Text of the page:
The anguish caused by Prime Minister Ehud Olmert's words on Monday to the families of Ehud Goldwasser and Eldad Regev is totally understandable, bereft as they are of any official information on their loved ones' fate since the day of their capture five months ago.
Olmert expressing doubt that the abducted reservists are alive certainly struck them as callous and tactless, to say the least. But Olmert was only saying in public that which security and government circles have been concerned about for months: On the basis of the information we have, or more correctly, on the lack of it, it is highly questionable whether Regev or Goldwasser are alive now, or even survived the attack on their patrol that sparked the second Lebanon war.
There were question marks from the very beginning. The missile attack killed four soldiers whose bodies were found at the scene; it is almost impossible to imagine two others emerging unscathed. The lack of any definite information, Hizbullah's total refusal to release any details on the condition of their prisoners, the ease with which their fighters melted away, evading the airlifted cordon on southern Lebanon - all this caused those question marks to grow.
Intelligence gathering operations, especially the August 2 raid by elite commandos - the General Staff's Sayeret Matkal and the IAF's Shaldag - on a Hizbullah hospital in Baalbek, where the two soldiers were supposedly held, added significantly to the IDF's intelligence but failed to provide definitive proof either way.
The IDF has strict rules governing the forensic evidence needed to prove a soldier's death, partly due to halachic considerations, which in this case are especially stringent because Goldwasser is married. Women, whose husbands have disappeared cannot remarry according to halacha unless the husband has been declared dead.
Over the years, there have been calls within the IDF and among senior rabbis to pronounce missing IAF navigator Ron Arad dead, allowing his wife, Tami, to remarry if she so wishes. The last thing anyone wants now is another version of the two decades-long Arad saga, still with no end in sight.
But that is exactly the way Hizbullah is playing it, and they've done it before. In 1986, two Givati infantrymen were captured in an ambush. They were probably killed on the spot or died shortly afterwards from their wounds, but Hizbullah kept us guessing for a decade, finally handing over their bodies in a prisoner exchange.
More recently, the same tactic was used with the three soldiers captured on Mount Dov in October 2000 - Benny Avraham, Adi Avitan and Omar Swayed. The families were kept waiting for four years.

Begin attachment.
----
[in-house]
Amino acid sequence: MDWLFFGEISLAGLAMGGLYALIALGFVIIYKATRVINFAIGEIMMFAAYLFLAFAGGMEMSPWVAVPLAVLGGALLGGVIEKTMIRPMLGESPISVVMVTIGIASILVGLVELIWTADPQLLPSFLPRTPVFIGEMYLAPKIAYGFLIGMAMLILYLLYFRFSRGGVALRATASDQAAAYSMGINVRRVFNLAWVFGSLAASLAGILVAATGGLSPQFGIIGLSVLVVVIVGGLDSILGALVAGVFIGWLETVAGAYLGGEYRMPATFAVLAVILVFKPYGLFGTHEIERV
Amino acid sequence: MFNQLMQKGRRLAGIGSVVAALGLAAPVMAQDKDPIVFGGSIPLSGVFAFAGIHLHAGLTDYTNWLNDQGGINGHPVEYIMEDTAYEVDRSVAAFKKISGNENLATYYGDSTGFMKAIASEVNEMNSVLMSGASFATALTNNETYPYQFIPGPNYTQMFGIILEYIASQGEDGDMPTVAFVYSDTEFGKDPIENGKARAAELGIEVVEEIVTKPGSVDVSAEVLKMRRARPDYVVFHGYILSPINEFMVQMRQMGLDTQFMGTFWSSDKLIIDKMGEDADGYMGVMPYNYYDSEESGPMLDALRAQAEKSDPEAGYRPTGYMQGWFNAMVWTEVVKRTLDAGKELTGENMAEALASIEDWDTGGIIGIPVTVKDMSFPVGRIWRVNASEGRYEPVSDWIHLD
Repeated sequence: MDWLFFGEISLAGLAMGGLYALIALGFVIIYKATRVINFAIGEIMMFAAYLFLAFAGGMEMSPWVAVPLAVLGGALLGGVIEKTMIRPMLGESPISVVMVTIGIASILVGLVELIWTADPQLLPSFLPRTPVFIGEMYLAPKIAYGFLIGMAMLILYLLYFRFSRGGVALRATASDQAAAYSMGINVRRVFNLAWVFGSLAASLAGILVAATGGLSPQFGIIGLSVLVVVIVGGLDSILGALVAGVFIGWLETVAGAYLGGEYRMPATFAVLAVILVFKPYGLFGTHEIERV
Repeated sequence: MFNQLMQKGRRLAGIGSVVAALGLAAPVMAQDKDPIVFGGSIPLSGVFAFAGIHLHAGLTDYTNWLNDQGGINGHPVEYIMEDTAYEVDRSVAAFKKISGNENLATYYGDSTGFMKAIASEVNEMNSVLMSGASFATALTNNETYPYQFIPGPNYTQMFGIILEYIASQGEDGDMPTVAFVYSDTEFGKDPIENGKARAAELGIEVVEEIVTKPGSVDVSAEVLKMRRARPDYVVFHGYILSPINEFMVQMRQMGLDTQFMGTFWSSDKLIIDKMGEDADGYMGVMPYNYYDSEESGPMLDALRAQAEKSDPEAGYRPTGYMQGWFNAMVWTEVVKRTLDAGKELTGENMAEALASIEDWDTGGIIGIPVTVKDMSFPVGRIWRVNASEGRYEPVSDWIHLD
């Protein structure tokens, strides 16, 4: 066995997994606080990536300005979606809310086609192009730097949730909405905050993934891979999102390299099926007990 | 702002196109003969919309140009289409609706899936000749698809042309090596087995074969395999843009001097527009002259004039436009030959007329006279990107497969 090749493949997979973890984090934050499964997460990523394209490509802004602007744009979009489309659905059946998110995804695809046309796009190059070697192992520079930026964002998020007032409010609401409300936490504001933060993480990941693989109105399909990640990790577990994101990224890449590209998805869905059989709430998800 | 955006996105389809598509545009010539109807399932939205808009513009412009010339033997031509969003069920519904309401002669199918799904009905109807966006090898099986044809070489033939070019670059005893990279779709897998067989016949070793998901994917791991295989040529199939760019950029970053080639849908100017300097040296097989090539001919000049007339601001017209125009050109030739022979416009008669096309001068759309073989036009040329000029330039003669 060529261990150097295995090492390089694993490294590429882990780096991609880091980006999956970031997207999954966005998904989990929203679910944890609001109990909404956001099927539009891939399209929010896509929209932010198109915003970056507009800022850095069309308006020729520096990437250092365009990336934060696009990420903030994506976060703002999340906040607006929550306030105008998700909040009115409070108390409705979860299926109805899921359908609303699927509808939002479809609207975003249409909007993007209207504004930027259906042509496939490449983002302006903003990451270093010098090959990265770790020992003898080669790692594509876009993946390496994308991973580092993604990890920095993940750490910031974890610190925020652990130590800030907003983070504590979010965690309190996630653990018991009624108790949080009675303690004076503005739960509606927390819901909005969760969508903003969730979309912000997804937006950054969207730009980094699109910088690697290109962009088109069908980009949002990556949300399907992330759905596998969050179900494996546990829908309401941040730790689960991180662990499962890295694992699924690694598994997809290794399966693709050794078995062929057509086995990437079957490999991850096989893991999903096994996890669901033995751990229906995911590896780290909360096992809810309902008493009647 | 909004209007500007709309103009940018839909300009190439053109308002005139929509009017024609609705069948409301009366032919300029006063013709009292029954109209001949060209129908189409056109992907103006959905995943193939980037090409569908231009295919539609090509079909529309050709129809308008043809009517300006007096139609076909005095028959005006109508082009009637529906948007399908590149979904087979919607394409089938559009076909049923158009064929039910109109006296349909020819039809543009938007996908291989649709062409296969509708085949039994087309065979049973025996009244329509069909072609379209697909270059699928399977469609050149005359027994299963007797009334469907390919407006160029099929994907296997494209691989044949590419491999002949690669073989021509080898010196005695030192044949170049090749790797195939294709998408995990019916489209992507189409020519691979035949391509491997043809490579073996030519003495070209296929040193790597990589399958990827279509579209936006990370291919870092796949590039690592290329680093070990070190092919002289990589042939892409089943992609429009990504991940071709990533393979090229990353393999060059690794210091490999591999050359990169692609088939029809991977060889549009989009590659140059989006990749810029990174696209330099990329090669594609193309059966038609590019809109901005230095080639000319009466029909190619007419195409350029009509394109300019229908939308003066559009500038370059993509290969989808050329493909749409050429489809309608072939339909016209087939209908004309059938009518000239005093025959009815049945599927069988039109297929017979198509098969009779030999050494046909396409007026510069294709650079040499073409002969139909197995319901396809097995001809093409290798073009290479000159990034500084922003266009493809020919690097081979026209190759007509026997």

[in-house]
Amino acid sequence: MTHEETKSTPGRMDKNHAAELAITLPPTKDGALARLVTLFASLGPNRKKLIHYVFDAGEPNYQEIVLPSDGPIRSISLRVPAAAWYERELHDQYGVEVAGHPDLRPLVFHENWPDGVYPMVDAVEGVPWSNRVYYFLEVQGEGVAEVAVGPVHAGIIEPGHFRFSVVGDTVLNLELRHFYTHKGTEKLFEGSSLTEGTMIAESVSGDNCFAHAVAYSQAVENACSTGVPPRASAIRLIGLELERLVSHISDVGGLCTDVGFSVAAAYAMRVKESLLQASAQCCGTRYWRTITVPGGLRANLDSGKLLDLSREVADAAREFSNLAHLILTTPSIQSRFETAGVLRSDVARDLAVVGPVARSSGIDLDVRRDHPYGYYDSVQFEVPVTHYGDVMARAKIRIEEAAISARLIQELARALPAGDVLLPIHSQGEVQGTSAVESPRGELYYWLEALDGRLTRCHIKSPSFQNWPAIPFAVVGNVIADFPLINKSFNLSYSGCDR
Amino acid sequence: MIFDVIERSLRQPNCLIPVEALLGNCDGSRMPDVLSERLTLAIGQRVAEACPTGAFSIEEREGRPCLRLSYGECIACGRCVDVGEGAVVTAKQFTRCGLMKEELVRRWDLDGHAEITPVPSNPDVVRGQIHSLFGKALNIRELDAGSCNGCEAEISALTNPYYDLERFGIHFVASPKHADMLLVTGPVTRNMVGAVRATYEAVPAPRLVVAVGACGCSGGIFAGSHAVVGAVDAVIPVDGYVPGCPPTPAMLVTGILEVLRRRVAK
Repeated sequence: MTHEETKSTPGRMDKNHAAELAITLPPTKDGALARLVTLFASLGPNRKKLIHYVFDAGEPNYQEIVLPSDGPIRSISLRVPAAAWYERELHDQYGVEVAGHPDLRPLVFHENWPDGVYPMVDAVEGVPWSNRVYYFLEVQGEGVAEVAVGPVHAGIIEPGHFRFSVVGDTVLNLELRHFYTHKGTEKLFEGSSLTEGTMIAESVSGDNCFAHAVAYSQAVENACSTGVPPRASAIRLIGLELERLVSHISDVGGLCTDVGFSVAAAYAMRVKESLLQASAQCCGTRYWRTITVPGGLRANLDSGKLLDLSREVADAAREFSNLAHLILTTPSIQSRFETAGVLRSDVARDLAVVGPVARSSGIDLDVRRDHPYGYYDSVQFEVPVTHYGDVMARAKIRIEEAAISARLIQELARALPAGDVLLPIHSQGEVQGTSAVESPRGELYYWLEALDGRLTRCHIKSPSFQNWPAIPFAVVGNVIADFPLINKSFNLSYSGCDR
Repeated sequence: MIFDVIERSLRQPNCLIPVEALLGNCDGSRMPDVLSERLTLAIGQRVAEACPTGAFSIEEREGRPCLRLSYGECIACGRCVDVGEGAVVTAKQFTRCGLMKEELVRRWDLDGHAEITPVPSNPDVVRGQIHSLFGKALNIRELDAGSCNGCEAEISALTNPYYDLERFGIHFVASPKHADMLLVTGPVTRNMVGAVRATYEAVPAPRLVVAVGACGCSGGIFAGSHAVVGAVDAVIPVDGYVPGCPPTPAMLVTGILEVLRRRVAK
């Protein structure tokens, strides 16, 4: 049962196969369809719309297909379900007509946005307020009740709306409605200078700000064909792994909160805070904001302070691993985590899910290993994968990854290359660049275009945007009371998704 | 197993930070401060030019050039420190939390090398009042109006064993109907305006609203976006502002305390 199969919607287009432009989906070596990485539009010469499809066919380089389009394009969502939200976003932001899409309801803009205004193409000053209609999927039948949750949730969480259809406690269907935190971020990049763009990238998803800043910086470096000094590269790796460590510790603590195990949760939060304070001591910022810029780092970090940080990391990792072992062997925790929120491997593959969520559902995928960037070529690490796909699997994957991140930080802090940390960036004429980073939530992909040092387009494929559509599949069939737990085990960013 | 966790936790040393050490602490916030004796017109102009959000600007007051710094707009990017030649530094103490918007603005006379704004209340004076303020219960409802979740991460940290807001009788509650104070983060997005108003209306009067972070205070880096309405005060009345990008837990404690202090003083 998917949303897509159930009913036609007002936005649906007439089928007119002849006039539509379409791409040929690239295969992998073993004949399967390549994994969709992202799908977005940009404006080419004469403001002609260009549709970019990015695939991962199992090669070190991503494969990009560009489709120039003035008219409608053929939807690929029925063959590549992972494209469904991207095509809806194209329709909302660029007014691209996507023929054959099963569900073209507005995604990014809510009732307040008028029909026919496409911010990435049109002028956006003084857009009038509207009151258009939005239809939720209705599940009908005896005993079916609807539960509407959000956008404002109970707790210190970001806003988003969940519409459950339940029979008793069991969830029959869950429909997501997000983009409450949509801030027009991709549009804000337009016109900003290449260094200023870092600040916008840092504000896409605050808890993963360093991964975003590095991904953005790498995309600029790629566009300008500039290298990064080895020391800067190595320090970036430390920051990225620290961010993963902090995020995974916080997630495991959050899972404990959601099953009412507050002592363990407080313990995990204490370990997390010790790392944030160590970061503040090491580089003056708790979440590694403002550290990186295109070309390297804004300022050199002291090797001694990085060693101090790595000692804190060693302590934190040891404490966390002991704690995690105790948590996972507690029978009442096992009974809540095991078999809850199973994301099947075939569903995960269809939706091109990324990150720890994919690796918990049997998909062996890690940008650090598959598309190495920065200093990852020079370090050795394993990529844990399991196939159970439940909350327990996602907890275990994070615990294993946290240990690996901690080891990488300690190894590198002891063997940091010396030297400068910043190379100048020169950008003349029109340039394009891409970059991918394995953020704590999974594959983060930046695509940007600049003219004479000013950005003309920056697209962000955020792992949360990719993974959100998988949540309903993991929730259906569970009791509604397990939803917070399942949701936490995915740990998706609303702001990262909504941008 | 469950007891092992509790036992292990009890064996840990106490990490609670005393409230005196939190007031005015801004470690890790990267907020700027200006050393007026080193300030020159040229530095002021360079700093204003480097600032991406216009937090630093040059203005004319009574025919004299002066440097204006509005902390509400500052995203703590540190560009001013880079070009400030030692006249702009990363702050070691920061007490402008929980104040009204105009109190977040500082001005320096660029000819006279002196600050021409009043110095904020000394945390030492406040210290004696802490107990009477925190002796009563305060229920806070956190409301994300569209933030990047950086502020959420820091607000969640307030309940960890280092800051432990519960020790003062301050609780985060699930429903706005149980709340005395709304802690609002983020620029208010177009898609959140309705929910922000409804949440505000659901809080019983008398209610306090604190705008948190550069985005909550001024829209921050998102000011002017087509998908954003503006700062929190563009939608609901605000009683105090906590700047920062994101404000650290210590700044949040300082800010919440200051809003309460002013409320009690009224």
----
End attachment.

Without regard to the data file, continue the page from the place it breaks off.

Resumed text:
Yes, Regev and Goldwasser might still be alive and their families will continue holding on to every glimmer of hope, but experience and the available information point to Hizbullah being up to its usual cruel tricks.
Over the years, cabinets and prime ministers have insisted that Israel would act as if its missing soldiers were alive as long as conclusive evidence to the contrary was not received. Olmert now appears to be departing from this policy.
There could be a number of reasons for doing this. The first is that there are no signs that negotiations with Hizbullah will take place through third parties in the foreseeable future. Hassan Nasrallah and his cohorts are much too busy fomenting civil war in Lebanon and when that dies down, the chances of another confrontation with Israel will be high.
Anyway, Hizbullah will make no major moves without authorization from its Iranian masters, and as long as there is a significant possibility of an Israeli attack on its nuclear installations, Teheran is not going to let go of valuable assets. In such a situation, it is in Israel's interest to minimize Hizbullah's bargaining power. If it believes that the soldiers are probably dead, then it certainly makes sense to call the Islamists' bluff.
Another consideration is the third captive soldier, Cpl. Gilad Shalit, who is being held by Hamas. They have passed on clear signs of life from him as part of an advanced negotiation process. Various parties have tried to throw a monkey wrench in the works by linking the release of all three soldiers. Olmert's word were part of an ongoing effort to stop Hizbullah from obstructing Shalit's return.
In previous cases, the media knew less and could be relied on to keep quiet about what it did know. This time there have been very broad hints in the Israeli press that Regev and Goldwasser are believed to be dead, and Olmert might have been trying to preempt further disclosures by his semi-official admission.
There is also a political angle here. Originally, the release of Regev and Goldwasser was one of the primary objectives of the war in Lebanon. In the end, it featured as a small item in Security Council Resolution 1701, which led to the cease-fire. Israel's acceptance of the resolution was another indication of the growing skepticism whether we'll ever see the two soldiers alive again. Ever since, Olmert has come in for intense criticism for failing to bring them home and calling the war off prematurely.
Monday's remarks were about as frank as he has been in answering these critics.
All this has been going on within the wider debate over the price the nation should be willing to pay to free individual soldiers and the extent to which the national interest should be sacrificed to rescue them.
If what Olmert had to say to a group of high school students on Monday was part of a new, coherent strategy and not just a slip of a tongue, then it has to be accompanied by a much more comprehensive public dialogue aimed at strengthening national consensus, rebuilding soldiers' - and especially reservists' - confidence in the leadership and, above all, coming clean with the captive soldiers' families.
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